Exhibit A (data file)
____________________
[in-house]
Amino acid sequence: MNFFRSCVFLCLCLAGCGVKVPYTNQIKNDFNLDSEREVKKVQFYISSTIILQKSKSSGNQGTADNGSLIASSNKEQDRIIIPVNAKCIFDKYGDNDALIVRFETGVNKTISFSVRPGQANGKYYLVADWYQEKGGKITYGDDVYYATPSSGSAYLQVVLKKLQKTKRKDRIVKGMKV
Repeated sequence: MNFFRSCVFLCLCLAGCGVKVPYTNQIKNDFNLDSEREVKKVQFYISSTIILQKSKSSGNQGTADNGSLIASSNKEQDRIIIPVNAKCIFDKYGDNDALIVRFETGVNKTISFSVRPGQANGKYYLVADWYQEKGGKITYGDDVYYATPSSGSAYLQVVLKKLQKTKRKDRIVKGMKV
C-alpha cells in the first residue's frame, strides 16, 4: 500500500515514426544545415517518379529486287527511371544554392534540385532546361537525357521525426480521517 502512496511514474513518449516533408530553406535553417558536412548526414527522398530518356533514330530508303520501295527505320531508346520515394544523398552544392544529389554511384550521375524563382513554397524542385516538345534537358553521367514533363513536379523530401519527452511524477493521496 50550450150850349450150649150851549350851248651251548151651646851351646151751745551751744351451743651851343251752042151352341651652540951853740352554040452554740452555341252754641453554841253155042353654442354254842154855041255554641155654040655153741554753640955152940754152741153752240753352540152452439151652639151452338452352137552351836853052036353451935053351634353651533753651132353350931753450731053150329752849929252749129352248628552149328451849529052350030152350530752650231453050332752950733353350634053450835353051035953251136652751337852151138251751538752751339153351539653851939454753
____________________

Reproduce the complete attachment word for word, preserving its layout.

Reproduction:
[in-house]
Amino acid sequence: MNFFRSCVFLCLCLAGCGVKVPYTNQIKNDFNLDSEREVKKVQFYISSTIILQKSKSSGNQGTADNGSLIASSNKEQDRIIIPVNAKCIFDKYGDNDALIVRFETGVNKTISFSVRPGQANGKYYLVADWYQEKGGKITYGDDVYYATPSSGSAYLQVVLKKLQKTKRKDRIVKGMKV
Repeated sequence: MNFFRSCVFLCLCLAGCGVKVPYTNQIKNDFNLDSEREVKKVQFYISSTIILQKSKSSGNQGTADNGSLIASSNKEQDRIIIPVNAKCIFDKYGDNDALIVRFETGVNKTISFSVRPGQANGKYYLVADWYQEKGGKITYGDDVYYATPSSGSAYLQVVLKKLQKTKRKDRIVKGMKV
C-alpha cells in the first residue's frame, strides 16, 4: 500500500515514426544545415517518379529486287527511371544554392534540385532546361537525357521525426480521517 502512496511514474513518449516533408530553406535553417558536412548526414527522398530518356533514330530508303520501295527505320531508346520515394544523398552544392544529389554511384550521375524563382513554397524542385516538345534537358553521367514533363513536379523530401519527452511524477493521496 50550450150850349450150649150851549350851248651251548151651646851351646151751745551751744351451743651851343251752042151352341651652540951853740352554040452554740452555341252754641453554841253155042353654442354254842154855041255554641155654040655153741554753640955152940754152741153752240753352540152452439151652639151452338452352137552351836853052036353451935053351634353651533753651132353350931753450731053150329752849929252749129352248628552149328451849529052350030152350530752650231453050332752950733353350634053450835353051035953251136652751337852151138251751538752751339153351539653851939454753